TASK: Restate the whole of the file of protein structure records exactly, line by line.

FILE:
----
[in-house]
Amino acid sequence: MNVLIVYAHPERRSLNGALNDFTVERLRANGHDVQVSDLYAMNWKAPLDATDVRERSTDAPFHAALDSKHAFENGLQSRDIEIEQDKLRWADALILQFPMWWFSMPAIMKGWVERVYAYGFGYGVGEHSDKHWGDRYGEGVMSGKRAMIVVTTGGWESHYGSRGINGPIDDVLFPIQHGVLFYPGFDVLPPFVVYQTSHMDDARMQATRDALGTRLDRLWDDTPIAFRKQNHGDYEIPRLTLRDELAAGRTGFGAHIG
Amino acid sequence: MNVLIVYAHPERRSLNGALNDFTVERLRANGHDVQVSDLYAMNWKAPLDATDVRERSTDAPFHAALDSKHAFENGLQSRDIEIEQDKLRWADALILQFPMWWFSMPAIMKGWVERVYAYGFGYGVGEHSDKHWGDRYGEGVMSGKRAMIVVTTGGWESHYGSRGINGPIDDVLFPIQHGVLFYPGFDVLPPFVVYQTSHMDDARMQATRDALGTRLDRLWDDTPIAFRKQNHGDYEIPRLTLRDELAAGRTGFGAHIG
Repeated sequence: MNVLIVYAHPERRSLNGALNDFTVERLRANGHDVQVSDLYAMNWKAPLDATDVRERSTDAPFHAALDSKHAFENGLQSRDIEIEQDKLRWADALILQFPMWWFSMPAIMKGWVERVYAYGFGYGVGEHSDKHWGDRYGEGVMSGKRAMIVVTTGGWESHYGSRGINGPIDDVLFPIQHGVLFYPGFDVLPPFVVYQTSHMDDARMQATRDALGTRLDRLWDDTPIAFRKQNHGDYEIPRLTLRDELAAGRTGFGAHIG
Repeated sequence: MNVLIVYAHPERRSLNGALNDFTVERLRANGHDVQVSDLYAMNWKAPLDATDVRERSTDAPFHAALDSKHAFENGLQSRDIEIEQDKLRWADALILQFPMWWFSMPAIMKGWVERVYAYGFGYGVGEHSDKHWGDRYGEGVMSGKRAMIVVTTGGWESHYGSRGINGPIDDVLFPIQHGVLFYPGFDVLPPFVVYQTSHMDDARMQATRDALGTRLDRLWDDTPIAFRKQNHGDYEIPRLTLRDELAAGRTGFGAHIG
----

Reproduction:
[in-house]
Amino acid sequence: MNVLIVYAHPERRSLNGALNDFTVERLRANGHDVQVSDLYAMNWKAPLDATDVRERSTDAPFHAALDSKHAFENGLQSRDIEIEQDKLRWADALILQFPMWWFSMPAIMKGWVERVYAYGFGYGVGEHSDKHWGDRYGEGVMSGKRAMIVVTTGGWESHYGSRGINGPIDDVLFPIQHGVLFYPGFDVLPPFVVYQTSHMDDARMQATRDALGTRLDRLWDDTPIAFRKQNHGDYEIPRLTLRDELAAGRTGFGAHIG
Amino acid sequence: MNVLIVYAHPERRSLNGALNDFTVERLRANGHDVQVSDLYAMNWKAPLDATDVRERSTDAPFHAALDSKHAFENGLQSRDIEIEQDKLRWADALILQFPMWWFSMPAIMKGWVERVYAYGFGYGVGEHSDKHWGDRYGEGVMSGKRAMIVVTTGGWESHYGSRGINGPIDDVLFPIQHGVLFYPGFDVLPPFVVYQTSHMDDARMQATRDALGTRLDRLWDDTPIAFRKQNHGDYEIPRLTLRDELAAGRTGFGAHIG
Repeated sequence: MNVLIVYAHPERRSLNGALNDFTVERLRANGHDVQVSDLYAMNWKAPLDATDVRERSTDAPFHAALDSKHAFENGLQSRDIEIEQDKLRWADALILQFPMWWFSMPAIMKGWVERVYAYGFGYGVGEHSDKHWGDRYGEGVMSGKRAMIVVTTGGWESHYGSRGINGPIDDVLFPIQHGVLFYPGFDVLPPFVVYQTSHMDDARMQATRDALGTRLDRLWDDTPIAFRKQNHGDYEIPRLTLRDELAAGRTGFGAHIG
Repeated sequence: MNVLIVYAHPERRSLNGALNDFTVERLRANGHDVQVSDLYAMNWKAPLDATDVRERSTDAPFHAALDSKHAFENGLQSRDIEIEQDKLRWADALILQFPMWWFSMPAIMKGWVERVYAYGFGYGVGEHSDKHWGDRYGEGVMSGKRAMIVVTTGGWESHYGSRGINGPIDDVLFPIQHGVLFYPGFDVLPPFVVYQTSHMDDARMQATRDALGTRLDRLWDDTPIAFRKQNHGDYEIPRLTLRDELAAGRTGFGAHIG